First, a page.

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Man in charge of controversial SportsHub pitch resigns

SINGAPORE — Mr Greg Gillin, SportsHub Private Limited’s (SHPL) senior director of stadia, has confirmed he has resigned from his post and will officially leave the company on March 31.

Man in charge of controversial SportsHub pitch resigns

Mr Greg Gillin, SportsHub Private Limited’s (SHPL) senior director of stadia. TODAY file photo

SINGAPORE — Mr Greg Gillin, SportsHub Private Limited’s (SHPL) senior director of stadia, has confirmed he has resigned from his post and will officially leave the company on March 31.

Among other things, the Australian was hired to oversee the National Stadium pitch and The New Paper yesterday reported he had quit in the wake of public criticisms of the poor quality of the grass surface at the S$1.33 billion facility’s centrepiece.

Mr Gillin, who previously headed the maintenance and operations of England’s Wembley Stadium, is back Down Under for the year-end holidays and speaking to TODAY, he confirmed his departure from the consortium running the Singapore Sports Hub. “I resigned 10 weeks ago and am serving six months notice. I hope to stay in Singapore and join another firm but have to see what is available.” He declined to reveal the reason he resigned as his contract has a non-disclosure clause.

When contacted, a spokesman from SHPL would only say: “We are not at liberty to discuss the status of our staff within the company.”

Mr Gillin has been under pressure to resolve the problems of the National Stadium’s DessoGrassMaster pitch, which is a blend of natural grass and artificial fibres that was supposed to be durable enough to withstand the rigours of intense activity.

After hosting non-sporting events such as the Singapore Chinese Orchestra performance and a Stefanie Sun concert in June and July, respectively, the pitch had failed to live to expectations.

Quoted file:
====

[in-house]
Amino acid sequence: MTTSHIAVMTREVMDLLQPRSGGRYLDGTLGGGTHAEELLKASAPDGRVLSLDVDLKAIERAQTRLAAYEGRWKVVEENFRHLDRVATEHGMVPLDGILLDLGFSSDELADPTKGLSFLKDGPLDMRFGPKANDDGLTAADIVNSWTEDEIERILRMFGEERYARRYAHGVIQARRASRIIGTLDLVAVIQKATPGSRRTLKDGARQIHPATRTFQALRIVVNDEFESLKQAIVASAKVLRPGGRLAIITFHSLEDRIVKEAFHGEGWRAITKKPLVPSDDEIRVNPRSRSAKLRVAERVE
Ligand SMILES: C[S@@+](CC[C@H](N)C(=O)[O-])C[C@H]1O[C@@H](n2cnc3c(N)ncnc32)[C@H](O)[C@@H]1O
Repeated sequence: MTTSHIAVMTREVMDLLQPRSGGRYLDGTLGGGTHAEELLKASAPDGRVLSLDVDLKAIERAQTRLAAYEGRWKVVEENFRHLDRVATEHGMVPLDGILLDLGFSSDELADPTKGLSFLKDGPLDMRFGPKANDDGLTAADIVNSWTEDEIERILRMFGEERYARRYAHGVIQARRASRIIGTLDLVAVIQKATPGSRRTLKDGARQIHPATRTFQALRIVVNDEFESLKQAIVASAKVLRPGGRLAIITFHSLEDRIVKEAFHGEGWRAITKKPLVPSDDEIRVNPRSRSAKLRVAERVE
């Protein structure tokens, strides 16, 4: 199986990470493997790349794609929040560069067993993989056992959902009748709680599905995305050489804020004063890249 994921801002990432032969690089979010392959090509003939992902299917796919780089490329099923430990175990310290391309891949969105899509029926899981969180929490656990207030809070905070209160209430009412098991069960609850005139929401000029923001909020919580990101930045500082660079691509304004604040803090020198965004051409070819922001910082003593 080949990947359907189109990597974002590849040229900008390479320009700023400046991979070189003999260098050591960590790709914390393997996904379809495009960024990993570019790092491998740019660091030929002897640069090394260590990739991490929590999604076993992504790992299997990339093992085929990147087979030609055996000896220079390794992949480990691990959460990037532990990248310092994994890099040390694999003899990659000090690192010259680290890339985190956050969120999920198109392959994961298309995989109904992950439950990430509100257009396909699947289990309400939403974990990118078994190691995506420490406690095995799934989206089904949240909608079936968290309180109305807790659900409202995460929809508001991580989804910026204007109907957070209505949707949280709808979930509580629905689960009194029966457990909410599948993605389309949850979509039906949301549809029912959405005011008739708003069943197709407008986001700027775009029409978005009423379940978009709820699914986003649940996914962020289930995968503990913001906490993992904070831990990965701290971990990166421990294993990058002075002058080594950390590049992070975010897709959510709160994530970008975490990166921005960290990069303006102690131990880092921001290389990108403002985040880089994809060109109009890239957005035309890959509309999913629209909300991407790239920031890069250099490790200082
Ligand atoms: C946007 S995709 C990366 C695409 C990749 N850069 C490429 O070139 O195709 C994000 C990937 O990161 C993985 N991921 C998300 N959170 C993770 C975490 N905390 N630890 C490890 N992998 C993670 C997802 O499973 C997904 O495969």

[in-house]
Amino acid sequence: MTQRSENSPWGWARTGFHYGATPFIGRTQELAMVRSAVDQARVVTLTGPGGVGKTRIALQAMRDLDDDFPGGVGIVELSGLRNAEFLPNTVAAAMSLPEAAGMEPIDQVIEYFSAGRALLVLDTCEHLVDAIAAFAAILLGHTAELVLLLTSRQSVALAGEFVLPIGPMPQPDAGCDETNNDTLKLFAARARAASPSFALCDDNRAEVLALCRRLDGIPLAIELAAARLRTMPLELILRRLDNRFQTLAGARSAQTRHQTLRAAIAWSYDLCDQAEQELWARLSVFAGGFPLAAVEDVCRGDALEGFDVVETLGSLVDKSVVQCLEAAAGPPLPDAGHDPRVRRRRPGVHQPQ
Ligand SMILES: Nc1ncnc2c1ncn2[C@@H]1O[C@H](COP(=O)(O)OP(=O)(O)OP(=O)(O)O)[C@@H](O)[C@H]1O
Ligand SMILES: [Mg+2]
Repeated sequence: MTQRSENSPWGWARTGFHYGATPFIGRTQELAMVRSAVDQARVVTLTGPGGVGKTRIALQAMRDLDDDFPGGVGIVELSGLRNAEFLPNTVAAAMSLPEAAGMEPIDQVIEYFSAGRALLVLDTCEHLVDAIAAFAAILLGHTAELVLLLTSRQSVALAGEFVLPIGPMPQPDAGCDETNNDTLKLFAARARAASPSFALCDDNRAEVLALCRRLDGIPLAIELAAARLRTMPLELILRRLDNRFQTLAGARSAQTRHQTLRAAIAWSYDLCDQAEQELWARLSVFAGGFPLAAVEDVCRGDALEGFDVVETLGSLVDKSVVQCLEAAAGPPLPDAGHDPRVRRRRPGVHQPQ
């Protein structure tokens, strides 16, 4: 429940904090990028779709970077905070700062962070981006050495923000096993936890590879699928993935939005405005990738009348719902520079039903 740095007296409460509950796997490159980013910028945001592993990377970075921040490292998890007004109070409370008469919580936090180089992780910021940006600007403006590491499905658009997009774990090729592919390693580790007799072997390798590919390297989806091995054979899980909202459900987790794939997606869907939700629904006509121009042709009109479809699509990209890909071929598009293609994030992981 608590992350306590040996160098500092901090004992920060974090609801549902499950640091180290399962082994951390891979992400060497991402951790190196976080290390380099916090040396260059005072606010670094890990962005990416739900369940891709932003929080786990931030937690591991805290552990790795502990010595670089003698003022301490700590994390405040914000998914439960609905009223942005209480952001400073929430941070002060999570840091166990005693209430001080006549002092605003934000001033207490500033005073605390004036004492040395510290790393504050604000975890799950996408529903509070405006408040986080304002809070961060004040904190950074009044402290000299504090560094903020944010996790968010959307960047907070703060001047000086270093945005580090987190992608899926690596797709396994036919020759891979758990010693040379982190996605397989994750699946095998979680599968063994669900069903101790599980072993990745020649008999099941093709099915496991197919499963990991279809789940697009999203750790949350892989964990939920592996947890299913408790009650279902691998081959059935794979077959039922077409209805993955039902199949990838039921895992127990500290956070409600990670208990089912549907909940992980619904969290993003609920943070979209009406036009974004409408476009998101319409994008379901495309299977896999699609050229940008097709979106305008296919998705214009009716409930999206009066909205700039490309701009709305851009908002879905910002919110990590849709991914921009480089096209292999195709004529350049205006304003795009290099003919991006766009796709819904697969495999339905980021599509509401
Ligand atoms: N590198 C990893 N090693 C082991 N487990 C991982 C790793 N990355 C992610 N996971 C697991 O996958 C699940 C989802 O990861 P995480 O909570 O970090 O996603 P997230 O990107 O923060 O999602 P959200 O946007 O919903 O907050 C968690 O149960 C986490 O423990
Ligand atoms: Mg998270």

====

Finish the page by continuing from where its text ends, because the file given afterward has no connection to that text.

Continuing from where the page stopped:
The poor surface was first exposed during the Juventus vs Singapore tie in August and came under the international spotlight again in October during the Brazil vs Japan friendly, which was covered live globally.

To bring the pitch up to acceptable playing standards for the ASEAN Football Federation Suzuki Cup late last month, special lighting equipment worth S$1.5 million was brought in to stimulate the growth of the rye and blue grass seeds.

Other moves to aid the pitch saw a Jay Chou concert postponed from Nov 8 to Dec 27, and the cancellation of a rugby match between the Maori All Blacks and Asia Pacific Dragons on Nov 15.

A decision on whether SHPL will continue using the DessoGrassMaster or switch to another system is expected in the coming weeks.

On that matter, the SHPL spokesman reiterated that they are still studying several options and no decision has yet been made on a longer-term pitch solution for the National Stadium.

“We will continue to look at all options that will allow us to host a wide range of events we plan to stage at this multi-purpose sports and entertainment venue,” he said.

“The costs incurred in providing a robust solution are fully borne by SHPL.”

Mr Gillin was hired in April last year with a particular focus on ensuring the successful installation and maintenance of the field. His impending departure means SHPL must find a suitable replacement as the National Stadium is supposed to host year-round events that include non-sporting events.

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